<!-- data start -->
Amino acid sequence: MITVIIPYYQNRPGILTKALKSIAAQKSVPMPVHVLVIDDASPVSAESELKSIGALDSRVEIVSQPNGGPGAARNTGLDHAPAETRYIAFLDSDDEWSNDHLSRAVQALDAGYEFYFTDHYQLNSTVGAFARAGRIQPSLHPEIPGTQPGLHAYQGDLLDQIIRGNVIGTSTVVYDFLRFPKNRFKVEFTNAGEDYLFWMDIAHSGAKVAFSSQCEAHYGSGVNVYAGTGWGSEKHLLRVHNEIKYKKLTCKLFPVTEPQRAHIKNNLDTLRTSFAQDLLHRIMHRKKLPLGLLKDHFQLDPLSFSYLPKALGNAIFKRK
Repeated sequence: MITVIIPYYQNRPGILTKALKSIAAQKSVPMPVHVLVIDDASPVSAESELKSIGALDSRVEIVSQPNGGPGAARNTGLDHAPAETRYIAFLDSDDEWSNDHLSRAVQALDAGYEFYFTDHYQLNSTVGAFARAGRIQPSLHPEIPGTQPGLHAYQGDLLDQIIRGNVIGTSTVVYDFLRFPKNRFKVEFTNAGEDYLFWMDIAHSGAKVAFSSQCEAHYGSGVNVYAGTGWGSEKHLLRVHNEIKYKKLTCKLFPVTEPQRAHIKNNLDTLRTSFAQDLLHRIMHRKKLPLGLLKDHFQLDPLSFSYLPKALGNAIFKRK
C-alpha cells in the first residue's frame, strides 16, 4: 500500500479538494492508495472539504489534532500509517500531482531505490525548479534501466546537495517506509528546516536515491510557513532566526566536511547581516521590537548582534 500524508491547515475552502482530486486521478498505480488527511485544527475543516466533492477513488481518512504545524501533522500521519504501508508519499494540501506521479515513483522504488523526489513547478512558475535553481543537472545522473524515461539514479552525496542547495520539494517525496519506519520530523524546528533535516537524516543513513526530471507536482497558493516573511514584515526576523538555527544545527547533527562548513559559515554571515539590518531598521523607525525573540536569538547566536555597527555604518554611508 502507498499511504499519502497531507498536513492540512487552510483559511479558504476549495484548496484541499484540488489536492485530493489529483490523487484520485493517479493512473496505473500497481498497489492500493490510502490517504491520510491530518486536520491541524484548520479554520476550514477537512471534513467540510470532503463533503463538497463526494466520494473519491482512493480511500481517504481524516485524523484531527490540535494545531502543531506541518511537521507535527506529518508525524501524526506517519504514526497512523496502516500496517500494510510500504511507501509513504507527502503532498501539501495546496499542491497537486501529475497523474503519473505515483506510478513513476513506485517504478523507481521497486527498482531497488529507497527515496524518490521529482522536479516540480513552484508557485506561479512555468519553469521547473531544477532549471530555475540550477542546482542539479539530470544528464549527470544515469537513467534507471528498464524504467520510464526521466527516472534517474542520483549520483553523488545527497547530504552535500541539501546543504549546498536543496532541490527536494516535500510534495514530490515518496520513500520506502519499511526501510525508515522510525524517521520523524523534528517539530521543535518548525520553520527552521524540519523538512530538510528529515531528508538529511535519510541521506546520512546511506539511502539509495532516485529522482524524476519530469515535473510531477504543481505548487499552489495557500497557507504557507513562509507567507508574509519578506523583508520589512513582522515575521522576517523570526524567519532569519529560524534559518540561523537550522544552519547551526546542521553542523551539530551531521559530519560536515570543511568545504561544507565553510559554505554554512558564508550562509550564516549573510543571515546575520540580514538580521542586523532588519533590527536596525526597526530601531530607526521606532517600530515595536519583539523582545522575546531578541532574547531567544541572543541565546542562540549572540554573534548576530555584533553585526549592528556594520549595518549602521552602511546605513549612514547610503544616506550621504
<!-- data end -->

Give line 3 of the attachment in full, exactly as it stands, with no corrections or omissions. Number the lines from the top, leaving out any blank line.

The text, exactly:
C-alpha cells in the first residue's frame, strides 16, 4: 500500500479538494492508495472539504489534532500509517500531482531505490525548479534501466546537495517506509528546516536515491510557513532566526566536511547581516521590537548582534 500524508491547515475552502482530486486521478498505480488527511485544527475543516466533492477513488481518512504545524501533522500521519504501508508519499494540501506521479515513483522504488523526489513547478512558475535553481543537472545522473524515461539514479552525496542547495520539494517525496519506519520530523524546528533535516537524516543513513526530471507536482497558493516573511514584515526576523538555527544545527547533527562548513559559515554571515539590518531598521523607525525573540536569538547566536555597527555604518554611508 502507498499511504499519502497531507498536513492540512487552510483559511479558504476549495484548496484541499484540488489536492485530493489529483490523487484520485493517479493512473496505473500497481498497489492500493490510502490517504491520510491530518486536520491541524484548520479554520476550514477537512471534513467540510470532503463533503463538497463526494466520494473519491482512493480511500481517504481524516485524523484531527490540535494545531502543531506541518511537521507535527506529518508525524501524526506517519504514526497512523496502516500496517500494510510500504511507501509513504507527502503532498501539501495546496499542491497537486501529475497523474503519473505515483506510478513513476513506485517504478523507481521497486527498482531497488529507497527515496524518490521529482522536479516540480513552484508557485506561479512555468519553469521547473531544477532549471530555475540550477542546482542539479539530470544528464549527470544515469537513467534507471528498464524504467520510464526521466527516472534517474542520483549520483553523488545527497547530504552535500541539501546543504549546498536543496532541490527536494516535500510534495514530490515518496520513500520506502519499511526501510525508515522510525524517521520523524523534528517539530521543535518548525520553520527552521524540519523538512530538510528529515531528508538529511535519510541521506546520512546511506539511502539509495532516485529522482524524476519530469515535473510531477504543481505548487499552489495557500497557507504557507513562509507567507508574509519578506523583508520589512513582522515575521522576517523570526524567519532569519529560524534559518540561523537550522544552519547551526546542521553542523551539530551531521559530519560536515570543511568545504561544507565553510559554505554554512558564508550562509550564516549573510543571515546575520540580514538580521542586523532588519533590527536596525526597526530601531530607526521606532517600530515595536519583539523582545522575546531578541532574547531567544541572543541565546542562540549572540554573534548576530555584533553585526549592528556594520549595518549602521552602511546605513549612514547610503544616506550621504